Ritter signs budget, notes changes in priority from Owens’ tenure | SummitDaily.com
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Ritter signs budget, notes changes in priority from Owens’ tenure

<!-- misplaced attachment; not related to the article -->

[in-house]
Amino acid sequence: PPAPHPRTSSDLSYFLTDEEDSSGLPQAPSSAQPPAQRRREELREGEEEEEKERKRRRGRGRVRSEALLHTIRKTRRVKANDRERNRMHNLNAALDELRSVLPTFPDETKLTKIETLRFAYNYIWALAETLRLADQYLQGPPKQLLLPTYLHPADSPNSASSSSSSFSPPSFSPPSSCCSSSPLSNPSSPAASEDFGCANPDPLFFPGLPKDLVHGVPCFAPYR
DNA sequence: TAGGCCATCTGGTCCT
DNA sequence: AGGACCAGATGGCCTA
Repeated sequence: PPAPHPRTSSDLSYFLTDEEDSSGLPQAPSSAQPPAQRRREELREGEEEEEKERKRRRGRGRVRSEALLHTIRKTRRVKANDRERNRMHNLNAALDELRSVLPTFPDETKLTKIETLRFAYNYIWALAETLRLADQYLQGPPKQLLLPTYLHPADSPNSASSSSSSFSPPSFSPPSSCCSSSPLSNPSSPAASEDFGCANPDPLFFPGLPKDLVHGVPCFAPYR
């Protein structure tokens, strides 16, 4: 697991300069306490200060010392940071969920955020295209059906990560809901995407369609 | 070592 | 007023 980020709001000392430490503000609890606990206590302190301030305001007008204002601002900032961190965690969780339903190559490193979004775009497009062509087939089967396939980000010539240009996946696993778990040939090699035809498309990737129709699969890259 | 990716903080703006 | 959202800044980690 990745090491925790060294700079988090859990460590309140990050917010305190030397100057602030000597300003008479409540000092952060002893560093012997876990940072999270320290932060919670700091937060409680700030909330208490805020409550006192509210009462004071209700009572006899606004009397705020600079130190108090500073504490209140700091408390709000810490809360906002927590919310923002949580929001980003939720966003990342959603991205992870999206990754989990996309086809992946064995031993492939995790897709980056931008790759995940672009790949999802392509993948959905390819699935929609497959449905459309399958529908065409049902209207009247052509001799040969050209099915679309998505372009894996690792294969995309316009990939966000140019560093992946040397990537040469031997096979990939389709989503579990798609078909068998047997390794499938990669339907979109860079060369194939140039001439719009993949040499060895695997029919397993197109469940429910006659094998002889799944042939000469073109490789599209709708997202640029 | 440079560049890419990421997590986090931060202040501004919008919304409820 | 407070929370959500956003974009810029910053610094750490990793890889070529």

DENVER – Democratic Gov. Bill Ritter signed the state budget on Wednesday, saying he put his own stamp on the spending plan he inherited from Republican Gov. Bill Owens and included a few course changes as well.However, Ritter followed Owens’ lead by vetoing 88 budget notes containing instructions from lawmakers on how the money should be spent. Ritter told majority Democrats they can’t tell him what to do.Ritter said he tried to give voters what they asked for during his campaign last year – responsible, conservative spending – although the budget was already being worked on when he took office.Ritter said he changed the budget to focus more on keeping people out of prisons, instead of building new ones, and put more money into mental health treatment.”We’re changing how government works and how we can be smarter about how we spend taxpayer dollars,” Ritter said.Despite bipartisan support for the budget, Ritter sided with his predecessors in a long-running dispute between the Legislature and the governor’s office over who controls state spending.Ritter vetoed seven budget headnotes, which contain definitions of programs, and 81 footnotes, which say how the Legislature wants the money to be spent.The state Supreme Court ruled in June that Owens did not have the authority to veto headnotes and that lawmakers didn’t have the authority to tell state agencies how to spend their budgets.But Rep. Bernie Buescher, D-Grand Junction, said he did not expect the Legislature to mount a legal challenge or try to override the governor’s veto.Buescher said he’s working on a bill for next year that will make it clear what money can be moved between categories that would end the conflict.Sen. Abel Tapia, D-Pueblo, chairman of the Joint Budget Committee, said Democrats understood the vetoes and would not hold them against Ritter.”We don’t fight for them on the floor as much as much as we fight for what’s in the budget,” Tapia said.


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